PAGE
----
-  Li-Juan Liu, Zhen-Hua Ling, Yuan Jiang, Ming Zhou, and Li-Rong Dai, “Wavenet vocoder with limited training data for voice conversion,” Proc. Interspeech 2018, pp. 1983–1987, 2018.
-  Athanasios Mouchtaris, Jan Van der Spiegel, and Paul Mueller, “Nonparallel training for voice conversion based on a parameter adaptation approach,” 2006.
-  Chung-Han Lee and Chung-Hsien Wu, “Map-based adaptation for speech conversion using adaptation data selection and non-parallel training,” in Ninth International Conference on Spoken Language Processing, 2006.
-  Toda Tomoki, Ohtani Yamato, and Shikano Kiyohiro, “Eigenvoice conversion based on gaussian mixture model,” in INTERSPEECH, 2006, pp. 2446–2449.
Daisuke Saito, Keisuke Yamamoto, Nobuaki Minematsu, and Keikichi Hirose,
“One-to-many voice conversion based on tensor representation of speaker space,”in Twelfth Annual Conference of the International Speech Communication Association, 2011.
-  John Kominek and Alan W Black, “The CMU Arctic speech databases,” in Fifth ISCA workshop on speech synthesis, 2004.
-  Kazuhiro Kobayashi and Tomoki Toda, “sprocket: Open-source voice conversion software,” in Proc. Odyssey 2018 The Speaker and Language Recognition Workshop, 2018, pp. 203–210.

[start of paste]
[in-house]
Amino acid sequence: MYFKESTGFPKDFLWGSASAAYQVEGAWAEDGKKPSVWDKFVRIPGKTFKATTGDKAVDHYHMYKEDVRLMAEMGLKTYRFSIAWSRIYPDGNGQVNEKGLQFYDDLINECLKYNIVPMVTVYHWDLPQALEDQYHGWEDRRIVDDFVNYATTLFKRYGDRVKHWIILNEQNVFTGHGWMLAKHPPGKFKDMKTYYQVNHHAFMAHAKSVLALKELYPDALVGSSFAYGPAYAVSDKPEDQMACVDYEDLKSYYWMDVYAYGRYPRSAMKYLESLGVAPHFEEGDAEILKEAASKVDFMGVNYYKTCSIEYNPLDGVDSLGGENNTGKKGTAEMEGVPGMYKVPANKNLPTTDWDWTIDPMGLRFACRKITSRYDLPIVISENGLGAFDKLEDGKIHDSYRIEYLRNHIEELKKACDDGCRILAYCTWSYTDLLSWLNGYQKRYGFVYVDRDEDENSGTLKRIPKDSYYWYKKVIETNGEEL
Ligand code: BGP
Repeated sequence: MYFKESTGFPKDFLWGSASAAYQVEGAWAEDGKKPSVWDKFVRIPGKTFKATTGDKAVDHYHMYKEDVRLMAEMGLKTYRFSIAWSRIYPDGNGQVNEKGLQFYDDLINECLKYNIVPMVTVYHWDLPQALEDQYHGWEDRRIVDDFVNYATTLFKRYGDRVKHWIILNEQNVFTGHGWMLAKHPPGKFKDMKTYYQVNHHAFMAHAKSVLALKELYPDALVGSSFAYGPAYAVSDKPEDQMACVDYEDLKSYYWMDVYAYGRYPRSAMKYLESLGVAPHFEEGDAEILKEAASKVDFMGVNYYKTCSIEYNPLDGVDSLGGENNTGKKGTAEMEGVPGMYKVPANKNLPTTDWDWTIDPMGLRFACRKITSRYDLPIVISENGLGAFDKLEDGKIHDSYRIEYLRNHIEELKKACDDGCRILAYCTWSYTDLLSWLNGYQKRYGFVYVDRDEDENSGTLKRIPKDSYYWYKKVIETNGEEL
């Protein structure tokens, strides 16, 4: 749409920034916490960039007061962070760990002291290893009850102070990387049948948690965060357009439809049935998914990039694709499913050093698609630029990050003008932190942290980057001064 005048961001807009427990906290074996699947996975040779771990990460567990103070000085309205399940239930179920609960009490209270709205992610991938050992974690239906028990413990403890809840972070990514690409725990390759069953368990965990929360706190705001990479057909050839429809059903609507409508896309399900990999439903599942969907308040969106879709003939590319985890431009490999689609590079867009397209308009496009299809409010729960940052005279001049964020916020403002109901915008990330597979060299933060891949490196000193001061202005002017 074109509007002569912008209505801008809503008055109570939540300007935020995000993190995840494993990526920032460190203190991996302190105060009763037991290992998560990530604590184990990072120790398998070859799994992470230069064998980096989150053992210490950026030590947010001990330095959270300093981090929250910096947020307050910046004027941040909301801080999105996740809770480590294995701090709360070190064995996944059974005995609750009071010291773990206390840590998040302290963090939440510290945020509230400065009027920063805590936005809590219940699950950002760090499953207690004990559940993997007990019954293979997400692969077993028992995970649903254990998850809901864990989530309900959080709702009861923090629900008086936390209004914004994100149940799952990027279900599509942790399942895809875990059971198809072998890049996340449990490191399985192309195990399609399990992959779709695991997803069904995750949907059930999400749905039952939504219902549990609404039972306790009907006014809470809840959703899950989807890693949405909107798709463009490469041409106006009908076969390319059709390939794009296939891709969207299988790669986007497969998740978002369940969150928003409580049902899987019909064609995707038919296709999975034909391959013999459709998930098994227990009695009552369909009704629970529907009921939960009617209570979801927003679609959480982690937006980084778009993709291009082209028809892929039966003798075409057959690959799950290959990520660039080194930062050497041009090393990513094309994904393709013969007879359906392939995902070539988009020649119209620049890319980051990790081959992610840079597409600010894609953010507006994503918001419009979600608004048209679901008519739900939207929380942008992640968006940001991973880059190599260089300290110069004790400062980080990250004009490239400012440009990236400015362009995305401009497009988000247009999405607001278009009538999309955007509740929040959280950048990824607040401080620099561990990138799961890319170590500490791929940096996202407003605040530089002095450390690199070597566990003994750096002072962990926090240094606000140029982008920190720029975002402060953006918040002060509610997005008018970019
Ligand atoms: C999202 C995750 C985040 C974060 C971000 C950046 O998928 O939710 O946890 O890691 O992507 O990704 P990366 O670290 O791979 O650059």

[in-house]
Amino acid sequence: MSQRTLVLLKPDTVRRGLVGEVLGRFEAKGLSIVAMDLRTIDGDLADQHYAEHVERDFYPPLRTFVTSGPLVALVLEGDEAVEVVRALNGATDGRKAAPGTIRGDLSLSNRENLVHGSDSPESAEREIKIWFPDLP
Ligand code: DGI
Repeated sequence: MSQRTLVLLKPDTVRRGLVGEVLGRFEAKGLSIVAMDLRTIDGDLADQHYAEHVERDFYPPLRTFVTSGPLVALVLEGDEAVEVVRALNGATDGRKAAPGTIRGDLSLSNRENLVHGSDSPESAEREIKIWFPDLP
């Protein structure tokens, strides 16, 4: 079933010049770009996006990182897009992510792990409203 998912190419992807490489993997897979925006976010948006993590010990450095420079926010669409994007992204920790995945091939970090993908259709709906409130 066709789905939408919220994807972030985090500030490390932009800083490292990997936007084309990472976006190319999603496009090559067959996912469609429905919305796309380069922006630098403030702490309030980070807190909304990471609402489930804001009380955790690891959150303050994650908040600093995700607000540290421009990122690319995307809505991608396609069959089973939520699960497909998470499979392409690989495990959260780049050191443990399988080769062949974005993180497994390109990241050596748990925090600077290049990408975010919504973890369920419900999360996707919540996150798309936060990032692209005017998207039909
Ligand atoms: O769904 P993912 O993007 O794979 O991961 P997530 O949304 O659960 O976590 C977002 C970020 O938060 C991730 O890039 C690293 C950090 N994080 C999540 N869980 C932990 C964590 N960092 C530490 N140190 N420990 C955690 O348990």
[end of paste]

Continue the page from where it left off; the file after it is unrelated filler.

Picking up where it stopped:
-  Zhizheng Wu, Oliver Watts, and Simon King, “Merlin: An open source neural network speech synthesis system,” Proc. SSW, Sunnyvale, USA, 2016.
-  Masanori Morise, Fumiya Yokomori, and Kenji Ozawa, “WORLD: a vocoder-based high-quality speech synthesis system for real-time applications,” IEICE TRANSACTIONS on Information and Systems, vol. 99, no. 7, pp. 1877–1884, 2016.
“Tacotron speech synthesis implemented in tensorflow,”in https://github.com/keithito/tacotron.
Vinod Nair and Geoffrey E Hinton,
“Rectified linear units improve restricted boltzmann machines,”in
Proceedings of the 27th international conference on machine learning (ICML-10), 2010, pp. 807–814.
-  Yann N Dauphin, Angela Fan, Michael Auli, and David Grangier, “Language modeling with gated convolutional networks,” arXiv preprint arXiv:1612.08083, 2016.
-  Heiga Zen, Yannis Agiomyrgiannakis, Niels Egberts, Fergus Henderson, and Przemysław Szczepaniak, “Fast, compact, and high quality LSTM-RNN based statistical parametric speech synthesizers for mobile devices,” arXiv preprint arXiv:1606.06061, 2016.
-  Diederik Kingma and Jimmy Ba, “Adam: A method for stochastic optimization,” arXiv preprint arXiv:1412.6980, 2014.
-  Ashish Vaswani, Noam Shazeer, Niki Parmar, Jakob Uszkoreit, Llion Jones, Aidan N. Gomez, Lukasz Kaiser, and Illia Polosukhin, “Attention is all you need,” CoRR, vol. abs/1706.03762, 2017.
-  Hirokazu Kameoka, Kou Tanaka, Takuhiro Kaneko, and Nobukatsu Hojo, “ConvS2S-VC: Fully convolutional sequence-to-sequence voice conversion,” in ICASSP, 2019, submitted.